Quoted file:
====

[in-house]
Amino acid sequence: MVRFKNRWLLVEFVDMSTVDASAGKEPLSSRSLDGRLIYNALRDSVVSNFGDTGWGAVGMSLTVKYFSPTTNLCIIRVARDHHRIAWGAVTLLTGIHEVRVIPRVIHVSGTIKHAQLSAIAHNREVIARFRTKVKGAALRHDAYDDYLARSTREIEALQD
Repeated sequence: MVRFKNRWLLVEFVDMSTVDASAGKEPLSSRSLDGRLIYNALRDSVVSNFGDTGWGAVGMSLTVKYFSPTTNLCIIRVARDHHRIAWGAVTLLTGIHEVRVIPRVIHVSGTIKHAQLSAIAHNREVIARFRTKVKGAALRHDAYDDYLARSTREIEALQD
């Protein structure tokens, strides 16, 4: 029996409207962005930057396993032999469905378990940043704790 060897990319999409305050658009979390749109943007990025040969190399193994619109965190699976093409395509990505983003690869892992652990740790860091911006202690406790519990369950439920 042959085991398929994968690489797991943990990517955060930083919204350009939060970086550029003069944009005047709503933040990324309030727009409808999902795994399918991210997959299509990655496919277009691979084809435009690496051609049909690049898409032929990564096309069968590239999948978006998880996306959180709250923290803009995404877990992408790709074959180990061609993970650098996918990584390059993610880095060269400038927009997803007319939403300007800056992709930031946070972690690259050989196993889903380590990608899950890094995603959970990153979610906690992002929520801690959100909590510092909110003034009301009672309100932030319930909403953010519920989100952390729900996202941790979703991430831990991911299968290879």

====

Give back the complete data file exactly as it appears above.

[in-house]
Amino acid sequence: MVRFKNRWLLVEFVDMSTVDASAGKEPLSSRSLDGRLIYNALRDSVVSNFGDTGWGAVGMSLTVKYFSPTTNLCIIRVARDHHRIAWGAVTLLTGIHEVRVIPRVIHVSGTIKHAQLSAIAHNREVIARFRTKVKGAALRHDAYDDYLARSTREIEALQD
Repeated sequence: MVRFKNRWLLVEFVDMSTVDASAGKEPLSSRSLDGRLIYNALRDSVVSNFGDTGWGAVGMSLTVKYFSPTTNLCIIRVARDHHRIAWGAVTLLTGIHEVRVIPRVIHVSGTIKHAQLSAIAHNREVIARFRTKVKGAALRHDAYDDYLARSTREIEALQD
């Protein structure tokens, strides 16, 4: 029996409207962005930057396993032999469905378990940043704790 060897990319999409305050658009979390749109943007990025040969190399193994619109965190699976093409395509990505983003690869892992652990740790860091911006202690406790519990369950439920 042959085991398929994968690489797991943990990517955060930083919204350009939060970086550029003069944009005047709503933040990324309030727009409808999902795994399918991210997959299509990655496919277009691979084809435009690496051609049909690049898409032929990564096309069968590239999948978006998880996306959180709250923290803009995404877990992408790709074959180990061609993970650098996918990584390059993610880095060269400038927009997803007319939403300007800056992709930031946070972690690259050989196993889903380590990608899950890094995603959970990153979610906690992002929520801690959100909590510092909110003034009301009672309100932030319930909403953010519920989100952390729900996202941790979703991430831990991911299968290879």